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Jan 25, 2010 01:21 AM

Real maguro (tuna) collars

The Chowhound Team split this discussion from its original location on the Los Angeles region board. If you know a source in L.A. for tuna collars, please respond here:

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It would be highly unlikely to find a true, bone fide maguro collar unless you’ve got some serious fish market connections. The maguro collar is one of the most highly prized, selected cuts from an increasingly rare and highly valuable fish, the Bluefin tuna. Its appearance, texture and flavor, surprisingly, approximate that of wagyu beef. Demand far exceeds supply, especially among upper echelon sushi bars and restaurants, particularly in Japan.

If, indeed, you have enjoyed a meal that included genuine maguro collar, do consider it one those “meals of a lifetime”. For home preparation, fresh yellowtail collar may well have to suffice. If not, the search is on and do expect to dearly reward the purveyor if and when found.

Good luck.

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  1. Well, there's nothing really rare or exotic about tuna collar in Japan. It's a cheap throwaway item that you can buy for less than $10 at most large supermarkets or the fish mongers in depachika. The meat for sushi is harvested long before it reaches there or restaurants and what remains is the bone, along with meat in the concave parts and in all the nooks and crannies. It can take a long time to grill so it's often stewed or simmered. It's one of my favorite foods, but I don't know about meal of a lifetime. My buddy and I used to get it as a post drinking treat at a place in Ebisu. It was grilled with just sea salt.

    4 Replies
    1. re: Silverjay

      There's nothing rare or exotic about tuna collar, typically Yellowtail, pretty much anywhere (about $7-9 at your local sushi bar or izakaya). The OP specifically requested Maguro (Bluefin) collar. Therein lies the rare and exotic. A 440 pound Bluefin brought about $220,000 at a recent Japanese fish market auction, i.e., $500/lb!

      1. re: degustateur

        "Maguro" is the generic term for "tuna" in Japanese. "Hon-maguro" is bluefin tuna specifically. The type of yellowtail they grill the collar with is called "hamachi" in Japanese. It's not yellowtail tuna but a different fish.

        As tradition in Japan, in the New Year, someone will buy a large bluefin at Tsukiji at an exorbitant price. This is meant as an ostentatious display of business bravado. It shouldn't be taken as an example of rarity. Grilled blue fin collar is a cheap izakaya dish. I've had it in NY for $15 ( All tuna, blue fin or otherwise, is ubiquitous, in Japan. Not all bluefins are 440 lbs....Now something like ippon-zuri Omezaki hon-maguro (single line caught bluefin tuna from Omezaki Bay), that's a different story. Probably would be more expensive, but worth it.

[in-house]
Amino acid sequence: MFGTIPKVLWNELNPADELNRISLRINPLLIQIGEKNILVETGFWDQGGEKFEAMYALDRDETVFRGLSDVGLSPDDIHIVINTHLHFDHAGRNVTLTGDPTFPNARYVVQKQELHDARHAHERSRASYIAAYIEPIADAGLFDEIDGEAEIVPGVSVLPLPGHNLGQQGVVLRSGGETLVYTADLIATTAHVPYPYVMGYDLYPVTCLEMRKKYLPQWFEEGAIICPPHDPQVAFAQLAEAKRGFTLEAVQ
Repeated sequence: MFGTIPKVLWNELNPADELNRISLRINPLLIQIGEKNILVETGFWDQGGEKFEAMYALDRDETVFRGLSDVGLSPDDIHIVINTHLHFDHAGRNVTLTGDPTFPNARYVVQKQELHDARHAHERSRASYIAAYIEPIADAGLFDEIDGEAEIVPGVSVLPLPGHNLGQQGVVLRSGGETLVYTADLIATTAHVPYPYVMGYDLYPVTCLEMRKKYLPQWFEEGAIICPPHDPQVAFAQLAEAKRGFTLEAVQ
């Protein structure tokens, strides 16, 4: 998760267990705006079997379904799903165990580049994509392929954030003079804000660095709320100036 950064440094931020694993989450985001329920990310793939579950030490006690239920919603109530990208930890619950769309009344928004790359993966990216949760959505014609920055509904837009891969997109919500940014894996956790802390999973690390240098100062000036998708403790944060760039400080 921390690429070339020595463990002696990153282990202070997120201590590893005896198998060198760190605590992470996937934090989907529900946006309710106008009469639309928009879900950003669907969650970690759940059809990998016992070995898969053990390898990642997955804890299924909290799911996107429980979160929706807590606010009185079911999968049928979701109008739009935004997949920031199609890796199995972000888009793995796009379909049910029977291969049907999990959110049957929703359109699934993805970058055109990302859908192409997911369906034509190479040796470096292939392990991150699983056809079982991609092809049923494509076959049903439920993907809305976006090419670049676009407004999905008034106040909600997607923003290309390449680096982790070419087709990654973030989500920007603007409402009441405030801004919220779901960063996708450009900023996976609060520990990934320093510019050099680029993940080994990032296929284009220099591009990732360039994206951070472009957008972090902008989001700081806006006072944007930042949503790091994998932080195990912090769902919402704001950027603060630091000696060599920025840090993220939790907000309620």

I would call the Japanese markets or Japanese restaurants to see if they have it.

        1. re: Silverjay

          So supposedly there's a cut of toro by the cheek or collar (or jowl?), referred to as kama toro, having the most marbling (more than o-toro), like super fatty high end Mishima or Miyazaki wagyu.

          I assume the tuna collar served at izakaya's and other J-restaurants excludes that bit of kama toro?

          Also are you getting just the collar (like hamachi kama) or you getting like half a head (or whole) as in "maguro no kabutoyaki"?

          1. re: K K

            Kama is not really the cheek- like below the eyes. It's the sickle shaped bone at the back of the head. A guess on a fish, that's analagous to the collar.(A "kama" is actually a type of sickle tool. That's where the name comes from.). I think it's safe to assume that any delectable and prized bits that are of value for sushi are removed at the wholesale level. I'm not exaggerating when I say that you can often buy maguro kama/collars or whatever for about 1000 YEN in the sort of throwaway bin at fish markets in Japan. People don't really have big ovens in their homes in Japan, so it's kind of cumbersome to cook I suppose.

            For hamachi kama, I think it depends on the size of the fish. I've had it before when it was a kind of spare rib looking thing and also half a grilled head. There's no set definition for this stuff. It's down market izakaya food. That said, the above recipe linked item looks like a great upmarket twist. One interesting thing is that in the description of the dish, it says to use the "tuna on the bone throat meat". Cheek, collar, jowl, throat. I think we all could do for a tuna anatomy lesson....

    2. There are lotsa of Bluefin Tuna off the California coast-the idea that the species is rare is nonsense.

      Giant BFT are over fished true but there never have been giants off the west coast of the Americas.

      Also Please Note-'Yellowtail' is not Tuna YellowFIN (Thunnus Albacares) is Tuna.

      Lots of YFT off California in season-Albacore too.